Data analysis in the world of sports
One could think that quantitative analysis has matured in the world of sports but that would be false, we are only at the beginning of what analytics can do for athletes and sports teams. We are currently gathering and analyzing only a small portion of the data that is available and we are looking at it in one dimension.
Data, data, always more data!
We are currently focusing our attention on the here and now of the performance of an athlete or a team. It’s a good start, coaches and sports organizations must be able to detect any change in a player’s performance, even those of their opponents so they can optimise the team’s overall performance. Analytics can play a role both before and after an athlete’s and a team’s performance.
As we can see on all sports media, there are a multitude of statistics on individuals and teams “describing” past results in various conditions: 2 games in 3 days, after travel time greater than 5 hours, an afternoon game, after a loss, etc. and that looks only at the team. Now multiply the amount of data by the number of players on a team and then add the data for the opposing teams. After all, the coaching staff wants to use every ounce of information in order to get a competitive edge.
Player statistics are compiled under every condition and their performance level is evaluated for each one of them. Analytical and predictive models can now be used by coaches and general managers to help them decide which team to field on the soccer field, the basketball court or on the ice.
Interpreting statistics to determine a plan of action
The advantage of “data” is not so much in how much you can collect but how well coaches can interpret the various statistics and KPI’s. Video analysis, RF captured data on individual player performance and game play statistics that are available in real time allow you to measure the performance of your players and those of opposing players.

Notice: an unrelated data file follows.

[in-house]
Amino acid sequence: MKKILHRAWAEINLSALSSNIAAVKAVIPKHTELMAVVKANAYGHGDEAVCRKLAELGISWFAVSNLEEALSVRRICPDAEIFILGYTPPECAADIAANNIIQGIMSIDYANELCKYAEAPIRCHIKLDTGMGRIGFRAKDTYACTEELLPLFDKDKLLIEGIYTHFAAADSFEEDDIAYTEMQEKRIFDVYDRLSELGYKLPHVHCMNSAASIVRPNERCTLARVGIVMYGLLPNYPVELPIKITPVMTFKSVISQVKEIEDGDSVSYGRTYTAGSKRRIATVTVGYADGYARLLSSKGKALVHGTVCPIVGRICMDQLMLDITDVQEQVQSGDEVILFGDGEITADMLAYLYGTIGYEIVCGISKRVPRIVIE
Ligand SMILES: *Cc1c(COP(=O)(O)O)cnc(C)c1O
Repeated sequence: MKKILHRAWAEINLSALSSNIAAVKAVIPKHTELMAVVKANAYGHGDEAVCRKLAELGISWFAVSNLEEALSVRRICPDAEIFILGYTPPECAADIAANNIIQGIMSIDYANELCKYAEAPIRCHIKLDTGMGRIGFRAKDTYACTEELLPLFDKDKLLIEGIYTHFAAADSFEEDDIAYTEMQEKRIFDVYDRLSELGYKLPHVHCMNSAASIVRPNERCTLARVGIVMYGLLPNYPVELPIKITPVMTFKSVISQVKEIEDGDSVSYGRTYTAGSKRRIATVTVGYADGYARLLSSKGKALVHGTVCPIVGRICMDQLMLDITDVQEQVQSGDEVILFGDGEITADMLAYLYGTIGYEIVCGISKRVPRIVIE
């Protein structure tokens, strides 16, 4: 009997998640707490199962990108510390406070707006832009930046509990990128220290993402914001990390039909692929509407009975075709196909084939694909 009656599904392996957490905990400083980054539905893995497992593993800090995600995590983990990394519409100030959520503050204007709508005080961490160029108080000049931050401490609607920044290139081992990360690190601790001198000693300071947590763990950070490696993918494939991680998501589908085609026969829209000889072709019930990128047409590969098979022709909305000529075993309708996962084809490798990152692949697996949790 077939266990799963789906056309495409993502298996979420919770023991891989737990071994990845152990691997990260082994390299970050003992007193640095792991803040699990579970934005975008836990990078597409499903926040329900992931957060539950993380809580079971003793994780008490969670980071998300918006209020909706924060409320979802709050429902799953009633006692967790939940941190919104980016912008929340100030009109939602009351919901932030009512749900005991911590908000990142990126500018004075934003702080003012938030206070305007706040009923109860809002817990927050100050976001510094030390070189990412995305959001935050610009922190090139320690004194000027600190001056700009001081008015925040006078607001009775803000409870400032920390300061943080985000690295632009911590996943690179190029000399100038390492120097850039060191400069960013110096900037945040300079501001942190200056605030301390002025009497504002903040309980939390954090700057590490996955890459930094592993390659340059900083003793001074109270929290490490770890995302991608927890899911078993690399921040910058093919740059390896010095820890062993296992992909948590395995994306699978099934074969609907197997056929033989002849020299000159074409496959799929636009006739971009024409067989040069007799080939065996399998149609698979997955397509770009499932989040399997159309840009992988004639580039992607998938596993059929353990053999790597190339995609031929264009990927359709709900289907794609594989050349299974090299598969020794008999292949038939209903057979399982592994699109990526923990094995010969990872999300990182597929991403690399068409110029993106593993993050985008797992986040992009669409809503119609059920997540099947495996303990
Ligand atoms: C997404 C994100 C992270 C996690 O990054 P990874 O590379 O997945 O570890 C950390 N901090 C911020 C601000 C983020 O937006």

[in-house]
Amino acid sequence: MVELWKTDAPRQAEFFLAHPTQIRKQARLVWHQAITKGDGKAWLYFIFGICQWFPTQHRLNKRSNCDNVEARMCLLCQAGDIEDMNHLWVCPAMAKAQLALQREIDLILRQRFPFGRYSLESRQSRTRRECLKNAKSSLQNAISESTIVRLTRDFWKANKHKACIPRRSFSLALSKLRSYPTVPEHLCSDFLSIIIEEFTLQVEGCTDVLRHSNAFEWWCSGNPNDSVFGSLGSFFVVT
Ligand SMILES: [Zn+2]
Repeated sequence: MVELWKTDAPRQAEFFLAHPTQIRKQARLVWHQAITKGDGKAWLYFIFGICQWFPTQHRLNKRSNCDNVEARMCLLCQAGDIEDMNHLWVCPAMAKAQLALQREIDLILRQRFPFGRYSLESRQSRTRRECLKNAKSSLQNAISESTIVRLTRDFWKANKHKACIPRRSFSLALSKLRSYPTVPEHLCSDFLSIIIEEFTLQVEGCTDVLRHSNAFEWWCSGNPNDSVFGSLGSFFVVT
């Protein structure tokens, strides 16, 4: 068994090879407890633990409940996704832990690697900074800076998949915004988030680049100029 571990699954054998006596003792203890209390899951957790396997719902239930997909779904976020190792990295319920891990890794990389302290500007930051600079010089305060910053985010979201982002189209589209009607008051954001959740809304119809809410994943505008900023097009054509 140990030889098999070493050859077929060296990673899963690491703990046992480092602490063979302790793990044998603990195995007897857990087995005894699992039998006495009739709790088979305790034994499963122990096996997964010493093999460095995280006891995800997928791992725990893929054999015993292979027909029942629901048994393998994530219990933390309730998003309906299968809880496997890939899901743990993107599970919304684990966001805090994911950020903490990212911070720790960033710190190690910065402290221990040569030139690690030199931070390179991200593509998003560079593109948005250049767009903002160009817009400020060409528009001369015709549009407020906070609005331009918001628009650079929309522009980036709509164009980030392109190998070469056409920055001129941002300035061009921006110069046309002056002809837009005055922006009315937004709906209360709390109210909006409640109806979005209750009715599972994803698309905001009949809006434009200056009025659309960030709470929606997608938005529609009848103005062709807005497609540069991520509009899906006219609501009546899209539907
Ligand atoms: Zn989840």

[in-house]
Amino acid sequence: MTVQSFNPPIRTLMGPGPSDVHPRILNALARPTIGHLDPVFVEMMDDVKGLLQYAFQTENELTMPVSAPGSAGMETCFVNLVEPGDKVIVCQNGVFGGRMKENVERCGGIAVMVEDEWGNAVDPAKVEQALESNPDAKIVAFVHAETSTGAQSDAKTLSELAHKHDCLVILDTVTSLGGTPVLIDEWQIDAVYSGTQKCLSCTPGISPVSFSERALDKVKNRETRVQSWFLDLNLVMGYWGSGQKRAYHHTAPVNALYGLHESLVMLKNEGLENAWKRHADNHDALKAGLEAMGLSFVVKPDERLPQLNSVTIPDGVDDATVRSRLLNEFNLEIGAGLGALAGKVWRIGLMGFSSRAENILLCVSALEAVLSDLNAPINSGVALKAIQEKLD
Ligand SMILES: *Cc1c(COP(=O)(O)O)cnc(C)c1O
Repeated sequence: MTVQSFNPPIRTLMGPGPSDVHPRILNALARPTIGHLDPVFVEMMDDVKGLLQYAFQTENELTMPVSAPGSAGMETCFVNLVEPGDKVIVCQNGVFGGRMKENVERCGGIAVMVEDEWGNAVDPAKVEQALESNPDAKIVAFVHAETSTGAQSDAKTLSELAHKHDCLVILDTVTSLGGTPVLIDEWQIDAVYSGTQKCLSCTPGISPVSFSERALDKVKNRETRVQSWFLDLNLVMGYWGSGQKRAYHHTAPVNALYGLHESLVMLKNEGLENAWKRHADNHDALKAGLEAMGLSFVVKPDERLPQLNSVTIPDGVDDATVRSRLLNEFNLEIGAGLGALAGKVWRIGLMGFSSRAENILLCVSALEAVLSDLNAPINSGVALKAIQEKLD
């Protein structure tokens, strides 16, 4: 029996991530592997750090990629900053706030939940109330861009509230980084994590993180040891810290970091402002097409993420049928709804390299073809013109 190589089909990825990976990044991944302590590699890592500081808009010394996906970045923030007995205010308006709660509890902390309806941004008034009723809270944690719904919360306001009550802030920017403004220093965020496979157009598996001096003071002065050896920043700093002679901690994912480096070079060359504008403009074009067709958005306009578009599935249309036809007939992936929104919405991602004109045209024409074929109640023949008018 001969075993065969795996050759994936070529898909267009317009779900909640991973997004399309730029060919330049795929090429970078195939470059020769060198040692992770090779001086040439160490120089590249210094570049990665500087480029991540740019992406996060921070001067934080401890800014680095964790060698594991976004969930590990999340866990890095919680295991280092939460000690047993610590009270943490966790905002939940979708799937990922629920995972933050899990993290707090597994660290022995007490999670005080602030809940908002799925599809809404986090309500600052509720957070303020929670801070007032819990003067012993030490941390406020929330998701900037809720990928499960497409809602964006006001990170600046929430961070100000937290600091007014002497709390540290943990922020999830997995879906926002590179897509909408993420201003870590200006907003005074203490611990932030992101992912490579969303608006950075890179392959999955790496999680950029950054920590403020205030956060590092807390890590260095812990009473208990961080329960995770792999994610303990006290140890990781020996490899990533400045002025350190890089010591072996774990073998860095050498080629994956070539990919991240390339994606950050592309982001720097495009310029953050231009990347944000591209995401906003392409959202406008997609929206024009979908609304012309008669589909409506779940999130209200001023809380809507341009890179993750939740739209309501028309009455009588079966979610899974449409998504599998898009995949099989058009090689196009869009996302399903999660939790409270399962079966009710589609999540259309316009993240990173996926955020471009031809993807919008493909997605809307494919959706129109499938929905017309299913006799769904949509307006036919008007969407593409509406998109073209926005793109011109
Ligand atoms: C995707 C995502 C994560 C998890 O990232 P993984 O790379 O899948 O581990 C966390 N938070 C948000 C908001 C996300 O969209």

They now have the ability to do real time analysis and, depending on their predictive models, modify which players to use and modify their tactics based on the weaknesses that they observed in the opposition’s players and team performance.
Analyzing optimal recuperation cycle for players and the best preparation approach will now be done on an individual basis and use individual data, all this to optimize the team’s overall performance level.
This is only the beginning of sports analytics. Just like the first chess programs that were limited by the amount of memory and CPU speed, we can imagine a sport team intelligence department that will be able to analyse the performance of a whole season offering different scenarios based on who they will face and any changes in a teams player personnel. For example:
- In case of injuries
- Modifications in player training approach to address below par performance
- Adapting their line-up based on their calendar
- Identify player trades and acquisitions based on predicted performance and team budget
So, will the next coach be called Watson, HAL or Claude?